A Note from the ASEM President

19 May 2015 8:00 AM | Tricia Simo Kush (Administrator)

Author: Gene Dixon, ASEM President

May 2015 Pres. Release

I’ll call this one, The Taming of the Skew.  Yes, it’s a parody of one of Shakespeare’s plays made famous by Richard Burton and Elizabeth Taylor.

Last week I had the distinct pleasure of working with The US Navy’s Senior Leadership Development Program (SLDP). I was providing training for civilian leaders working in the Navy’s system of warfighter support. These SLDP participants are good, intelligent managers who know the Navy’s needs and know how to support the women and men on the front lines protecting freedoms. These are managers who want more tools to support their work for their country.

It was one of the better classes, I’ve had with the SLDP. This was a group who wanted to learn. They wanted to know how to better lead their organizations. The biggest gap for me; they were all IT.  I don’t speak IT.  I do however – with pride – speak engineering management.  The behavioral side of EM. 

As I worked with them for three days of training, the message continued to be that one approach is not universal. Context may dictate whether to think in terms of Situational Leadership,  Ginnett’s Team Leadership Model, the concept of leader-follower-purpose or any one of the many tools we EM’ers have at our disposal.  The message was also, practice.  Keep trying.  If team effectiveness is needed, if work place effectiveness is needed, if motivation is required, practice until you get it right. Dynamic leaders of all ilk need to practice their craft to provide the systems and structures needed to get the work done.  In the end, it is all about people.  Don Tippett taught me that many years ago.  Thanks, Don.

So today, home alone, I went to the shop behind the house to learn to use a skew (google it) on my lathe. Everyone says the skew is not something you learn, it is something you practice.  I’ve read the books.  I’ve watched the videos.  I’ve made a lot of splinters.  Today, I just went to the shop, put a piece of pine in the lathe and started making splinters. Then scrapings.  And finally, shavings.  I practiced until today, I made shavings. The woodturner’s nirvana is shavings.  I practiced and practiced until I finally hit the sweet spot of the skew. Beads, coves, and roughing. All by making shavings.  I also learned a little about sharpening the skew. Today I tamed the skew. For now.  Today and from now on, I have to practice.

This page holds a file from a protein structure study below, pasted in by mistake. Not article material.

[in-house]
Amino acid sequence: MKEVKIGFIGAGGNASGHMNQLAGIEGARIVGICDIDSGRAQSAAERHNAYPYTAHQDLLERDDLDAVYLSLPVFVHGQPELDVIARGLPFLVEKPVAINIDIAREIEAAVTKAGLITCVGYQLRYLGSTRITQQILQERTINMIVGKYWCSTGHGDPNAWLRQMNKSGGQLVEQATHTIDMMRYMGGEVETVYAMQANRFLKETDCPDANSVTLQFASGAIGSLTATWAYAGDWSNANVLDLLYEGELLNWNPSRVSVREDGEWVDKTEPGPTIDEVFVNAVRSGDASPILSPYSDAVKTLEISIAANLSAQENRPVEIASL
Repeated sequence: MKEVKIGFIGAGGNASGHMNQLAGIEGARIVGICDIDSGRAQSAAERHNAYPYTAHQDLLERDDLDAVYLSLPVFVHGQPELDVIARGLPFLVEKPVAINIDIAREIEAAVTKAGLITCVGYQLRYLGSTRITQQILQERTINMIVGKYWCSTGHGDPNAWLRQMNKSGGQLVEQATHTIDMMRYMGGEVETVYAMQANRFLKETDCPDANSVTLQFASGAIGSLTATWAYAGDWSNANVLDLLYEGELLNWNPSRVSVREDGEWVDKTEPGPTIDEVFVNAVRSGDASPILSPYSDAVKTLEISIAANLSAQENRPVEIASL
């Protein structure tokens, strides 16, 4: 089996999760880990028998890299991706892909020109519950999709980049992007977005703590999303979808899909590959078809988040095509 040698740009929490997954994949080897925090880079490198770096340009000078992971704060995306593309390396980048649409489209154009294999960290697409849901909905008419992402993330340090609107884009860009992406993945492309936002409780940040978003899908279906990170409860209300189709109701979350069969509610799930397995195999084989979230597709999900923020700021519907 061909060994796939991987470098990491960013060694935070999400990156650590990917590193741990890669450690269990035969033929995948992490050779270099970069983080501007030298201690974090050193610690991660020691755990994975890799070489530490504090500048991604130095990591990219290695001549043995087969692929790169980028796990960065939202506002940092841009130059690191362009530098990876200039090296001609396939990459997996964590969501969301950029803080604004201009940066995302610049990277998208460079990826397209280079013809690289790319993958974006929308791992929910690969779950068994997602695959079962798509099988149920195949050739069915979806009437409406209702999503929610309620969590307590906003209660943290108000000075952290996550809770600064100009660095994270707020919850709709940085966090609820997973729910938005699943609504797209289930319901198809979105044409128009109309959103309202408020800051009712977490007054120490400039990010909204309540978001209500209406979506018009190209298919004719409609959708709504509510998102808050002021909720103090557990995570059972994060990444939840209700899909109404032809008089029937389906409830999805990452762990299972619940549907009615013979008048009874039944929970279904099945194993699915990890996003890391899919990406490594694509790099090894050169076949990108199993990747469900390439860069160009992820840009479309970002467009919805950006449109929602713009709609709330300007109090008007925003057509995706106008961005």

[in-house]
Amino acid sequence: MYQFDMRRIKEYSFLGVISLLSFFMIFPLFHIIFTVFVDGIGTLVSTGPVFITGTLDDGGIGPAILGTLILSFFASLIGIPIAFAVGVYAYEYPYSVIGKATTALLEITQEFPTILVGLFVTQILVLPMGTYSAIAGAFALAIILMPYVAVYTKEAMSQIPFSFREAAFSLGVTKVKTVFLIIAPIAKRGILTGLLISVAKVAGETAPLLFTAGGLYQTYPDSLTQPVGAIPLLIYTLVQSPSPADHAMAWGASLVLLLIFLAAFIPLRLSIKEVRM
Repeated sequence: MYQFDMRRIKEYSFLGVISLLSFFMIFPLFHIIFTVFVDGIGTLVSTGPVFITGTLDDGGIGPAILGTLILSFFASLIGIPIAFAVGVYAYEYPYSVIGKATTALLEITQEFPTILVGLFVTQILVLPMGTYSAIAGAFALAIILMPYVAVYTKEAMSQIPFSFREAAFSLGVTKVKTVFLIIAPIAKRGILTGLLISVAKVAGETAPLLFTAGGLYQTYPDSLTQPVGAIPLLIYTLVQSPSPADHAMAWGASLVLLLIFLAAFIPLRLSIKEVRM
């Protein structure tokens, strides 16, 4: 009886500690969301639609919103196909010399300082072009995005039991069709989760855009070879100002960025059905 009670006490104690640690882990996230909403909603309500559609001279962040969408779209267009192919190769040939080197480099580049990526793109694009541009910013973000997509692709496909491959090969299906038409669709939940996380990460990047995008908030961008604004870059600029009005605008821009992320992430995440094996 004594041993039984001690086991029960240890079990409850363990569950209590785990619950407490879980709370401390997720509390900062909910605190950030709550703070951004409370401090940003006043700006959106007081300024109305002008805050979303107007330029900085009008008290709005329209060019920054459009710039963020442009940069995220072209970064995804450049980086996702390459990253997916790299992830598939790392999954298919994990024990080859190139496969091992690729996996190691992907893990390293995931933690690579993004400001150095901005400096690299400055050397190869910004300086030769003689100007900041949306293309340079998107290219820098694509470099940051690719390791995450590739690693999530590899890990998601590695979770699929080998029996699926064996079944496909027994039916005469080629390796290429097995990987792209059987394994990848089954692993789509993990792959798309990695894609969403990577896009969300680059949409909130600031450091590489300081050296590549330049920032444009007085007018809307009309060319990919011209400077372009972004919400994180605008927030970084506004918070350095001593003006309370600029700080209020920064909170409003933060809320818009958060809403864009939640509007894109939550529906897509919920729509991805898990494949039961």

The skew, when used properly, minimizes the need for sandpaper.  Sandpaper is what you use to get rid of the rough edges. A smooth finish with the skew means less money for sandpaper and a quicker path to finishing.

And then the epiphany.  EM has many tools of effectiveness and efficiency. EM is the mark of productivity tools for managing knowledge workers. Using our tools effectively is more than training.  It takes practice.  We sharpen our tools with research.  We use our tools in practice.  We improve ourselves as engineering managers when we listen, think and work with...our people. We improve with practice.

Like doctors “practicing” medicine.  You and I, we practice engineering management.  Something we do. Something we share at the IAC. Tools that we can teach to others. Tools we learn to demonstrate by being part of ASEM. 

What tools do you use in practicing engineering management?  What tools can you share at the 2015 ASEM IAC?

What tools would you like to learn?  Chances are, in ASEM, someone is practicing what you need.

Today, I tamed the skew.  Where can ASEM help you?
Gene
Image credit: http://woodwiz.org/Woodturning/woodturning.html

Proud Corporate Members of ASEM Include



Lawrence Livermore

National Lab


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